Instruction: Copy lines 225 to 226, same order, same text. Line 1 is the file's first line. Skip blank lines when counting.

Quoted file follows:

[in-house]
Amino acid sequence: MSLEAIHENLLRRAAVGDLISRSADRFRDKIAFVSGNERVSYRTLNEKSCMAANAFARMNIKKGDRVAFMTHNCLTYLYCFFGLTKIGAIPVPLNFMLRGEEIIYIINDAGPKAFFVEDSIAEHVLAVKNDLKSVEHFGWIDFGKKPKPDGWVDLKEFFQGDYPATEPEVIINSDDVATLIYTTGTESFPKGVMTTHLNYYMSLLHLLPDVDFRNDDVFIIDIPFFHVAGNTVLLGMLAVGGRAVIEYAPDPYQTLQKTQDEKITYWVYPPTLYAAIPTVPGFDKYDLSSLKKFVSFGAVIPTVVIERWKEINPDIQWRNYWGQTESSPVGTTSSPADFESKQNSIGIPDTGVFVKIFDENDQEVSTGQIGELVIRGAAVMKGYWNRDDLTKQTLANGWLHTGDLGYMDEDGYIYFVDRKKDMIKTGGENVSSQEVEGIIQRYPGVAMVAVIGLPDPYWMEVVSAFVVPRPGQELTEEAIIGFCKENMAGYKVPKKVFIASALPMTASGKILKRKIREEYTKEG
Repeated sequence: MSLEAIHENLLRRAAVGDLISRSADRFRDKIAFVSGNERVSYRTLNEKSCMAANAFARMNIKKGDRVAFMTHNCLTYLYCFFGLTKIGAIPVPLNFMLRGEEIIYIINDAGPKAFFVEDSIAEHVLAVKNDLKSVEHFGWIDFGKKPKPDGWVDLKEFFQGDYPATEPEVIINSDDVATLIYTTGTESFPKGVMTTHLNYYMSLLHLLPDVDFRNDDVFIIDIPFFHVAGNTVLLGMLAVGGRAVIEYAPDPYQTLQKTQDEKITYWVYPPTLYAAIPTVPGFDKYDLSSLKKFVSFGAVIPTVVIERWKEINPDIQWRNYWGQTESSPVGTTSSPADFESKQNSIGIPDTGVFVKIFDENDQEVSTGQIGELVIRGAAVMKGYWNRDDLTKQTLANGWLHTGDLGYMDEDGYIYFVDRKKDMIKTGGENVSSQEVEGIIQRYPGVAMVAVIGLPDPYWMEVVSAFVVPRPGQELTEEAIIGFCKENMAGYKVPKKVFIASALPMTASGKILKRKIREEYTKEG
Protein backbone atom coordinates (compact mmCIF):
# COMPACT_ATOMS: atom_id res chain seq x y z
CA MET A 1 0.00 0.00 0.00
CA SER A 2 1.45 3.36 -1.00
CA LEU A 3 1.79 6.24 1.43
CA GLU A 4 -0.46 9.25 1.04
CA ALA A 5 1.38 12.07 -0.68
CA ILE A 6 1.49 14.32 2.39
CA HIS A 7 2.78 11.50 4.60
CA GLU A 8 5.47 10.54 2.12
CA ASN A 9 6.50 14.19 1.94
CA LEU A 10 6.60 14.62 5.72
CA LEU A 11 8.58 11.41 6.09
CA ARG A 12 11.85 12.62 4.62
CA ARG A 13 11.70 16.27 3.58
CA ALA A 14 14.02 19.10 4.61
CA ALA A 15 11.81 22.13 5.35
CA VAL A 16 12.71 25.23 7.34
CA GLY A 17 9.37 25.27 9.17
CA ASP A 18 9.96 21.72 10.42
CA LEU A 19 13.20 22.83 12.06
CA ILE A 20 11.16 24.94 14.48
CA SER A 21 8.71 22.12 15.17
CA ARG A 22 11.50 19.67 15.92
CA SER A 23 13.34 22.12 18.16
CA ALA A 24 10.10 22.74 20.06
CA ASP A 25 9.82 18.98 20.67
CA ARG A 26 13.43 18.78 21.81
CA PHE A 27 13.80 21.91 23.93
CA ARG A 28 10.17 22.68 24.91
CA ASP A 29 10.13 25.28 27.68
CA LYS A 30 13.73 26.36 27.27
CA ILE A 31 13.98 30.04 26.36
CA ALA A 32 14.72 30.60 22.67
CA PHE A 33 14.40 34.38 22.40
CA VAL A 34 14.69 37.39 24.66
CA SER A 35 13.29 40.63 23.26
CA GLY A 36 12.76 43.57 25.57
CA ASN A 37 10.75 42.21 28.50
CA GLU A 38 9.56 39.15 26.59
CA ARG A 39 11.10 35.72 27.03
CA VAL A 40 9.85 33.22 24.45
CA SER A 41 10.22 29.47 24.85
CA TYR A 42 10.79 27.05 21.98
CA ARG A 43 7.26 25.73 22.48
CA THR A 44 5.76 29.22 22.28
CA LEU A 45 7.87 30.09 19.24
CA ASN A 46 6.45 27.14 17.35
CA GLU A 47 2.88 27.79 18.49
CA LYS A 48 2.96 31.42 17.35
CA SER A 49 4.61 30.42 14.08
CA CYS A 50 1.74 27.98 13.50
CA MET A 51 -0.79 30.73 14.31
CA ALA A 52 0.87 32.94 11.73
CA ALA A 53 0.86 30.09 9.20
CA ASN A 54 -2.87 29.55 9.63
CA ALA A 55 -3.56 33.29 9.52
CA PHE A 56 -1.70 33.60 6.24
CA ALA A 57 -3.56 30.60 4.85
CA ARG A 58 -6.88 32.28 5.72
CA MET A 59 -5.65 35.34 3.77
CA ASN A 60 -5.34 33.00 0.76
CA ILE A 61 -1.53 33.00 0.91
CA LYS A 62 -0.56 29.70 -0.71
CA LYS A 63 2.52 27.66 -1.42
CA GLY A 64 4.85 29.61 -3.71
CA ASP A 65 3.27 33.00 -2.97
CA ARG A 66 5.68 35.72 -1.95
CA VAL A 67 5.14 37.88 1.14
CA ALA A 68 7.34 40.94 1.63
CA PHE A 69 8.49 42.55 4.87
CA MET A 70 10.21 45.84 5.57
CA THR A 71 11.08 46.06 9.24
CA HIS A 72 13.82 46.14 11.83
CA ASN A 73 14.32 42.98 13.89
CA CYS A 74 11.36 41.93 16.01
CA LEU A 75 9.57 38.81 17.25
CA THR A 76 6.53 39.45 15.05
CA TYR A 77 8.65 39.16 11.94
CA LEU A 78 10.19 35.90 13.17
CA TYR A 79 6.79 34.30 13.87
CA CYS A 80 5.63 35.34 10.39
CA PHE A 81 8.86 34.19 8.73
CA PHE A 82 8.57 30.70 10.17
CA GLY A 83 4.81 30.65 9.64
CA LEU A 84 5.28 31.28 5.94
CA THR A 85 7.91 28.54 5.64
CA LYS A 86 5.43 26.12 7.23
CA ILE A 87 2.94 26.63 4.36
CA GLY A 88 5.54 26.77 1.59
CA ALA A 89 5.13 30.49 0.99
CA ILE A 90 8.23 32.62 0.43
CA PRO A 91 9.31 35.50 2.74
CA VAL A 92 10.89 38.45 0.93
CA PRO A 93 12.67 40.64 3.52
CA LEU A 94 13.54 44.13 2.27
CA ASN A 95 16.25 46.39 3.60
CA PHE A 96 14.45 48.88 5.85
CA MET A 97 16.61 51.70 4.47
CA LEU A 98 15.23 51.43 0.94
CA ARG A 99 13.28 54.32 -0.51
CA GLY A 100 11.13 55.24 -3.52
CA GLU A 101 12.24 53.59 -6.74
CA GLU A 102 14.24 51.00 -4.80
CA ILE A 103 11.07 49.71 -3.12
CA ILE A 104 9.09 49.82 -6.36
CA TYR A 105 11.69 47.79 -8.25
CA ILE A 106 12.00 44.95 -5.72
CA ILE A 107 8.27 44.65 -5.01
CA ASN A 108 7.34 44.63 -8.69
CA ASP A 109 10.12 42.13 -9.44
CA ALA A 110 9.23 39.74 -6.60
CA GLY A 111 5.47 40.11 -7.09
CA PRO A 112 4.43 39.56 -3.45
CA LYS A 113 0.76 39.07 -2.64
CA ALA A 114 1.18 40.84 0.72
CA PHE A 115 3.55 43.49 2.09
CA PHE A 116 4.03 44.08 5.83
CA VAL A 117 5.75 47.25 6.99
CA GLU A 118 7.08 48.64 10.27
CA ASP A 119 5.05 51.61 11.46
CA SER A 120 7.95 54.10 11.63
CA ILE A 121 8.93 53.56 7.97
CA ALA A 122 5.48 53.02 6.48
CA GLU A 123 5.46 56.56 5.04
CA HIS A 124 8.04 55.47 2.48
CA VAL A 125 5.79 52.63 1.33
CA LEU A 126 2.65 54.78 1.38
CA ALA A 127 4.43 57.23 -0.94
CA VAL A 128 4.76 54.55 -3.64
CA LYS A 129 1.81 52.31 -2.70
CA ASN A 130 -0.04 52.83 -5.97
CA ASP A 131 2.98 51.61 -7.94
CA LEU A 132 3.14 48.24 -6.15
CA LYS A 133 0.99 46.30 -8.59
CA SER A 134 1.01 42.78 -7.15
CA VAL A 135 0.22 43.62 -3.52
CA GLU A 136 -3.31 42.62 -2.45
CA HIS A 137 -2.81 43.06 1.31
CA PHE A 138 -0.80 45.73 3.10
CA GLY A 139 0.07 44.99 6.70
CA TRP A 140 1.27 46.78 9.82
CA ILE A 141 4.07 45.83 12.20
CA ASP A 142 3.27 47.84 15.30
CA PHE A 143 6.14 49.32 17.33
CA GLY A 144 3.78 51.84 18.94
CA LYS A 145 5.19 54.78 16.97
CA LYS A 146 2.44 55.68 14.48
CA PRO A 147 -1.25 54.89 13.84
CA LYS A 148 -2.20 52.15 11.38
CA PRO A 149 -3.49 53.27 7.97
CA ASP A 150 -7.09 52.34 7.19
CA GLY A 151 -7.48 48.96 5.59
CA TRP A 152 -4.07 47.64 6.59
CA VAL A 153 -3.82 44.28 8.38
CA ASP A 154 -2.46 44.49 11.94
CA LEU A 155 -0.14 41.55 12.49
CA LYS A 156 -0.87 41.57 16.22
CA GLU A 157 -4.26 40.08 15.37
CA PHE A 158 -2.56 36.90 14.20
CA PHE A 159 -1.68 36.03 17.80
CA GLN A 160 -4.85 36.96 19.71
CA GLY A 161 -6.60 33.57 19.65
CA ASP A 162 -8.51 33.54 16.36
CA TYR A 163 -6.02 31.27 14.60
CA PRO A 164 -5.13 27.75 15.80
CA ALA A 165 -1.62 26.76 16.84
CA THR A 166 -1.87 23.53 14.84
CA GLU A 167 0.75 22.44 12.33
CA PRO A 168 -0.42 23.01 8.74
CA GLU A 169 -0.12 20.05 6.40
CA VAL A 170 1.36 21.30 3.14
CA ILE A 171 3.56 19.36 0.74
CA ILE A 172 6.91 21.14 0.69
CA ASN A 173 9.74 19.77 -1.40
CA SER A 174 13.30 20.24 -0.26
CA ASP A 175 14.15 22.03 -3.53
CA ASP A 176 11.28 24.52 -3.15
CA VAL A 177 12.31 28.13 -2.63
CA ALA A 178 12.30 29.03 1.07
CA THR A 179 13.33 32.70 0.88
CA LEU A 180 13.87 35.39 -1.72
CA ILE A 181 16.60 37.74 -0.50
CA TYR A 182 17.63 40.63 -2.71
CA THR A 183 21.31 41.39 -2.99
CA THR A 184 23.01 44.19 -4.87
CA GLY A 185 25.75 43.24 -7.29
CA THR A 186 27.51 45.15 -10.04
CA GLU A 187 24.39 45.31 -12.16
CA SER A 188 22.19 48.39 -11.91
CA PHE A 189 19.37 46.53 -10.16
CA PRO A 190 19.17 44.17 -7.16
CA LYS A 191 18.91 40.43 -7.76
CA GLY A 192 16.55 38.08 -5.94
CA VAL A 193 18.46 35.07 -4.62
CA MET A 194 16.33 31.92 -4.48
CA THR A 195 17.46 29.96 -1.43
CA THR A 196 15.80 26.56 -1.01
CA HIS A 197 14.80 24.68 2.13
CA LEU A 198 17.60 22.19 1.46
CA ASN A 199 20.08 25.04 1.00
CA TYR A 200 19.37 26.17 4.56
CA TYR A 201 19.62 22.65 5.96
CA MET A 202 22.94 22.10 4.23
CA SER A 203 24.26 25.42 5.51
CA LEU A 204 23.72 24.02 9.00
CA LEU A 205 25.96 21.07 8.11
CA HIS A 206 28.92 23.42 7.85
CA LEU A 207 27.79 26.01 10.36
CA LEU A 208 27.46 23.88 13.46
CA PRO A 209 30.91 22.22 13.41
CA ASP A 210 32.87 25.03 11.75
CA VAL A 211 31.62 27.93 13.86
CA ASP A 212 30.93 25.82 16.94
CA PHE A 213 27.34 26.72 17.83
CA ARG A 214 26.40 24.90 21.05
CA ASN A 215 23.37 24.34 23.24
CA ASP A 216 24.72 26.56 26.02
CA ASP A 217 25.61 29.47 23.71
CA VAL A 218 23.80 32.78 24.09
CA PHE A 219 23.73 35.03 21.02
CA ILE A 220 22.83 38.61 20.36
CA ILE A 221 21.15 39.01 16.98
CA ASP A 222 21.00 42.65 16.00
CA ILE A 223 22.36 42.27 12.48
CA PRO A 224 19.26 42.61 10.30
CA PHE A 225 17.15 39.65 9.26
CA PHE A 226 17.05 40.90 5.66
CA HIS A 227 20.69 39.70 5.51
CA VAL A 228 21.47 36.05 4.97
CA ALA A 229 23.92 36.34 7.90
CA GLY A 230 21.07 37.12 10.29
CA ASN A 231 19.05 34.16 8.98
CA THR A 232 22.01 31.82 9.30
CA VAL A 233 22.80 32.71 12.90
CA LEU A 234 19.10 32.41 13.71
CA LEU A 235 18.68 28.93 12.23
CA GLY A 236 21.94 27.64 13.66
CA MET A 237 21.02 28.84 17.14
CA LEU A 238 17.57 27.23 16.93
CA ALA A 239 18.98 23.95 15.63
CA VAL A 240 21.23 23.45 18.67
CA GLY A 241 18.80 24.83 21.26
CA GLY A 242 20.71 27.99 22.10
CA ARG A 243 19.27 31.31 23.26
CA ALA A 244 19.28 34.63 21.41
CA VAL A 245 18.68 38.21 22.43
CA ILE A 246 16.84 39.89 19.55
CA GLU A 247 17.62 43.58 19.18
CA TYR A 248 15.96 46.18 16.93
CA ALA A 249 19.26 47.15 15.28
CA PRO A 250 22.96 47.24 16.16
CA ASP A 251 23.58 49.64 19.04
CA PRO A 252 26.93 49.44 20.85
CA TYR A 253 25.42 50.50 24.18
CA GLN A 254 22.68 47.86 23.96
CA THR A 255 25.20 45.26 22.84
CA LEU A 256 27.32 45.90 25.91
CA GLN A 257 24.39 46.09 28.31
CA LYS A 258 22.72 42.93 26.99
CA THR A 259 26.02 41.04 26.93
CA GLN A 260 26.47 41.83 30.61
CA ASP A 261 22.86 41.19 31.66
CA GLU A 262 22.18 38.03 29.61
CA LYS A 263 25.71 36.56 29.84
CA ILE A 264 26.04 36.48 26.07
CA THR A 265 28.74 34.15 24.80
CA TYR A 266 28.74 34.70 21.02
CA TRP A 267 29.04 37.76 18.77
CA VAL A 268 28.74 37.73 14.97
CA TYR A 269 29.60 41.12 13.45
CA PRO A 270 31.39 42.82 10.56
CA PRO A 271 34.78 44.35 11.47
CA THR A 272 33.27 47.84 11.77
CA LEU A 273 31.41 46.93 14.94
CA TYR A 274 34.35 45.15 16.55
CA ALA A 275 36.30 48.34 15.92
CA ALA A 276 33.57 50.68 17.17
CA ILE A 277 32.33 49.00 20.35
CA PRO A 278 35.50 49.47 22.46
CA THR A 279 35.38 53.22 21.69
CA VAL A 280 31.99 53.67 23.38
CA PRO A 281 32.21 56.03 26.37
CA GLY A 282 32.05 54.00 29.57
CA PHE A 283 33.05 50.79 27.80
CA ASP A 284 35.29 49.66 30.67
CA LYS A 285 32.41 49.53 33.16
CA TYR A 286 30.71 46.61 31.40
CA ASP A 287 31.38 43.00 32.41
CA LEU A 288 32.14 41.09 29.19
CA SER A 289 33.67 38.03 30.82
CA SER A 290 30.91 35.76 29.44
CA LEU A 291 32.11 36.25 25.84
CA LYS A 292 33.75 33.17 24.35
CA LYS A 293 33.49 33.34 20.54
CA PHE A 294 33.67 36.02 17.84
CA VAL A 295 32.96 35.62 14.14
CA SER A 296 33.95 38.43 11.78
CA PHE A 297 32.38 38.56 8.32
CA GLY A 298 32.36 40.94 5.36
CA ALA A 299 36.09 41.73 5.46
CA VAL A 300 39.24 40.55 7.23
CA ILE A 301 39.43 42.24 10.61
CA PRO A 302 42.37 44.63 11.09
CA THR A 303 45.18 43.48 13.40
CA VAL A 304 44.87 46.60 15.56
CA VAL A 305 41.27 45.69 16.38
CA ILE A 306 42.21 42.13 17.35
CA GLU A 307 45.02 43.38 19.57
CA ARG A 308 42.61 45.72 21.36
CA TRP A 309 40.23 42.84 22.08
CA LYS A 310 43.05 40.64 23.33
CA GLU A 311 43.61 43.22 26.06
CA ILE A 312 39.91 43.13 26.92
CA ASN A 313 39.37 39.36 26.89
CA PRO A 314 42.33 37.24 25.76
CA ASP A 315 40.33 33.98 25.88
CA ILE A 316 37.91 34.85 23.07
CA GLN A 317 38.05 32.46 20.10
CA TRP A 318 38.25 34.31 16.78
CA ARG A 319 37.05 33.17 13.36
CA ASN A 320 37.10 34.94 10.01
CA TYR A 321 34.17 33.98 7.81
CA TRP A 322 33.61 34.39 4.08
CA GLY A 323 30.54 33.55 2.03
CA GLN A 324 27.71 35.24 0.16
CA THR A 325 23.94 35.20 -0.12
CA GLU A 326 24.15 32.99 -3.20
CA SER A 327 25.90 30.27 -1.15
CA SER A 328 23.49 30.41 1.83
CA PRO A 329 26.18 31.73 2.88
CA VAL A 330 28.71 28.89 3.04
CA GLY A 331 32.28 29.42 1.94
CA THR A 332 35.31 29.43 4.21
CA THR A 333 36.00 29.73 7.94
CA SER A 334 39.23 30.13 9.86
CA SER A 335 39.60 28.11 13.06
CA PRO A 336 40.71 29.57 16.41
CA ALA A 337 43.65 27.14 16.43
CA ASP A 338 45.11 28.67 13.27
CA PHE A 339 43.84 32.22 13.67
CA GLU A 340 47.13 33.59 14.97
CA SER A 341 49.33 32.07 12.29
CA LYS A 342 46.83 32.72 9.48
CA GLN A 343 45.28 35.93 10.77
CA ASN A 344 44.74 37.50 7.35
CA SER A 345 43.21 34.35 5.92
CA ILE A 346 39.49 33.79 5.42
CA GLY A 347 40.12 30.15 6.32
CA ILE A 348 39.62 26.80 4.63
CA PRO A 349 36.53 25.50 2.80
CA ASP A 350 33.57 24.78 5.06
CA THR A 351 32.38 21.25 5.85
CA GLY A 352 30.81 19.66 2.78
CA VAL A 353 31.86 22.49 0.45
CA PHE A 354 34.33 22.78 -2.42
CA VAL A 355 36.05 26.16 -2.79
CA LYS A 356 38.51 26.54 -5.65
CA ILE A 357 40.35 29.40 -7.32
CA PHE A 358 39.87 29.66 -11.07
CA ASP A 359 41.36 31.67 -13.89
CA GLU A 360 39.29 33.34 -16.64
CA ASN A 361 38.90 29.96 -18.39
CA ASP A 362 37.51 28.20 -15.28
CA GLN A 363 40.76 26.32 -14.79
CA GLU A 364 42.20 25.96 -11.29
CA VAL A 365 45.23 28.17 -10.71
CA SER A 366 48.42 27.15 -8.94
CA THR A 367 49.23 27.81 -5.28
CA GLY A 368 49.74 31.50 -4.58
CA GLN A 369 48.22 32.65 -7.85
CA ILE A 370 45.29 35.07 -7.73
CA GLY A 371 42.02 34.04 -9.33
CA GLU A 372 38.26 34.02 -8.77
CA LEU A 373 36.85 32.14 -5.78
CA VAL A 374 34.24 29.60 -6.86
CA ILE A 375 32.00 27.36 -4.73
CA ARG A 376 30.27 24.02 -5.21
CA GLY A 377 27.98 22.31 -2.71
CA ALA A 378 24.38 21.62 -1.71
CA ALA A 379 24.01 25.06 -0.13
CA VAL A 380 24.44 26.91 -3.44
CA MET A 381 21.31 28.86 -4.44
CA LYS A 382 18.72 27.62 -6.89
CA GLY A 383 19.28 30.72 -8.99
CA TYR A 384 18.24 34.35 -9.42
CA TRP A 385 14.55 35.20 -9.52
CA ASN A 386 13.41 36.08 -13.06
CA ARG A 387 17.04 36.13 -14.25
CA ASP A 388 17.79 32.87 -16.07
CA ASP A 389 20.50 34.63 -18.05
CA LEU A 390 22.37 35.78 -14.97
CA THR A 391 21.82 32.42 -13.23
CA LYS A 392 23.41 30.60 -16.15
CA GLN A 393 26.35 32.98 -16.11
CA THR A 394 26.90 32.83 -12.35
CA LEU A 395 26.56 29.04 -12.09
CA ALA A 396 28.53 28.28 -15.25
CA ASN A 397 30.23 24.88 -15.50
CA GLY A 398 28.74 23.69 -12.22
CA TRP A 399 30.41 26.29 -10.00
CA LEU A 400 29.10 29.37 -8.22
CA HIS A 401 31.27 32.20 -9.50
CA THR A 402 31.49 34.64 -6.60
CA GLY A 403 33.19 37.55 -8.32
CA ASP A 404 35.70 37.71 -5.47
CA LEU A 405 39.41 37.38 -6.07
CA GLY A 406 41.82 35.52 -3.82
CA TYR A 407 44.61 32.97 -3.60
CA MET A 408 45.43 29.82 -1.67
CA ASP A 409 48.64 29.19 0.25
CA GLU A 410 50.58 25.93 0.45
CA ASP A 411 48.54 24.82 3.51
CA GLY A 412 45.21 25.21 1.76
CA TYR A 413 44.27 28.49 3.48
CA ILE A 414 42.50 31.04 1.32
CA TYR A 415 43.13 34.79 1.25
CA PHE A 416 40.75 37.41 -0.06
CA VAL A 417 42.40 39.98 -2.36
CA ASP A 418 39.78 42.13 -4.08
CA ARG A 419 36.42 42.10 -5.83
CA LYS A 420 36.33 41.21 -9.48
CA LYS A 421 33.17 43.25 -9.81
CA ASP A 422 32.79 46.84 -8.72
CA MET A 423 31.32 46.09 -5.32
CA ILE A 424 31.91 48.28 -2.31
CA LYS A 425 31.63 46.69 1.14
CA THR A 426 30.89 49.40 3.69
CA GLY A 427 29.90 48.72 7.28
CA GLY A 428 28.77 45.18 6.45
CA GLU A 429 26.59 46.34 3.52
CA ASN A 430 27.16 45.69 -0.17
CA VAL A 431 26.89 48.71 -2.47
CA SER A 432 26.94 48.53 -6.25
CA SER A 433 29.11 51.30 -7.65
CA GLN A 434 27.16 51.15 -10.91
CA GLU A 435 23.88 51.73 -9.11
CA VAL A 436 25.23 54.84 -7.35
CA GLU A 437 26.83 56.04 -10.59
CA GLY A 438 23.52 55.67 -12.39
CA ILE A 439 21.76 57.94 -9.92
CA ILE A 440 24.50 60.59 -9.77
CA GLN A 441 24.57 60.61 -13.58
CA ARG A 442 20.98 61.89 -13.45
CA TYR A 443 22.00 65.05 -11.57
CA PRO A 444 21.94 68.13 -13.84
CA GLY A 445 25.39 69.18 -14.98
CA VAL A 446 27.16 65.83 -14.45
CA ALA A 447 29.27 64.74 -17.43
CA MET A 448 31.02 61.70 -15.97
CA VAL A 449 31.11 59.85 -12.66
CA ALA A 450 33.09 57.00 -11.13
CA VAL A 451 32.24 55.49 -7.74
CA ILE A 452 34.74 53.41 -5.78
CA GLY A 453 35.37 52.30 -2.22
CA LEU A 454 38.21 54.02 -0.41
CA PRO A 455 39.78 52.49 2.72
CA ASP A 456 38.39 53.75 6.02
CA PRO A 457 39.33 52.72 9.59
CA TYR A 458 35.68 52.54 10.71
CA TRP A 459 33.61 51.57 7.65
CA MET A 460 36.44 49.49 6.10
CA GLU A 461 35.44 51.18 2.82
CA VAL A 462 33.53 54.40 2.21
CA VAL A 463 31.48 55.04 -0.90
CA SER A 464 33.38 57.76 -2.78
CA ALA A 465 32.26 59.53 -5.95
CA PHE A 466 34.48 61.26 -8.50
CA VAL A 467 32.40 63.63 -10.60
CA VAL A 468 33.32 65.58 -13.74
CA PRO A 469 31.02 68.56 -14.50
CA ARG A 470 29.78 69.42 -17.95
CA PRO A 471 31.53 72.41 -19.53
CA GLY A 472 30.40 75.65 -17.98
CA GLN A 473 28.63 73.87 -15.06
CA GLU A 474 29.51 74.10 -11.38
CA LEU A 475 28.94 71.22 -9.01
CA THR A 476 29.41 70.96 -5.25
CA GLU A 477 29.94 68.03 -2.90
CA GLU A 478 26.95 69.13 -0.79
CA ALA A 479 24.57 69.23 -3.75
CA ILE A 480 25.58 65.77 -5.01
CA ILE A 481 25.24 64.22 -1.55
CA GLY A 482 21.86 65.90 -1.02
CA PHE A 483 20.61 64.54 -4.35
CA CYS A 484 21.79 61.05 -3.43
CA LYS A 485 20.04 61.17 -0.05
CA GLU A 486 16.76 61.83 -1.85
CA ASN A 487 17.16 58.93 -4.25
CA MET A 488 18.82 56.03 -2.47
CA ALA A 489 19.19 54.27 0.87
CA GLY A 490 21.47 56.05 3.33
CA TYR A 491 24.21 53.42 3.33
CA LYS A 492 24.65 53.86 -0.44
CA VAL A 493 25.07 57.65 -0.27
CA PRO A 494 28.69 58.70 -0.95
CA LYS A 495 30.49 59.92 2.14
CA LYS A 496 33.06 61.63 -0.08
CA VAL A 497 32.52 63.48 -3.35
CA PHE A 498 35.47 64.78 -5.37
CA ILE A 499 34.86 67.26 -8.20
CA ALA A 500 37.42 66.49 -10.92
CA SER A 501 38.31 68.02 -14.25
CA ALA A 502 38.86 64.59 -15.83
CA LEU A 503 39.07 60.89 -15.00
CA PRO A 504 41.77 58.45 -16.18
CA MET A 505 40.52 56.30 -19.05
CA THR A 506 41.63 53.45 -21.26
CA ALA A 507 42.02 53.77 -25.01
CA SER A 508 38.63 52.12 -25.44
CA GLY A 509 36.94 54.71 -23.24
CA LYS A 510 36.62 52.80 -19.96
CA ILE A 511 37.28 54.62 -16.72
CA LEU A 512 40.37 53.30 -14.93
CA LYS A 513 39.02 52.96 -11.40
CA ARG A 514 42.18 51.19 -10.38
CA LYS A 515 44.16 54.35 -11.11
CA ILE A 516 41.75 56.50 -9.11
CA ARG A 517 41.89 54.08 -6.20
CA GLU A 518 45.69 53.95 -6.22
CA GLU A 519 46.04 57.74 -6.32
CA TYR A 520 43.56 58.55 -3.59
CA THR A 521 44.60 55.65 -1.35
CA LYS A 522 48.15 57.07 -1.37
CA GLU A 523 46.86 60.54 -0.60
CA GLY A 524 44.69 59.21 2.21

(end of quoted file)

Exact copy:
CA ILE A 220 22.83 38.61 20.36
CA ILE A 221 21.15 39.01 16.98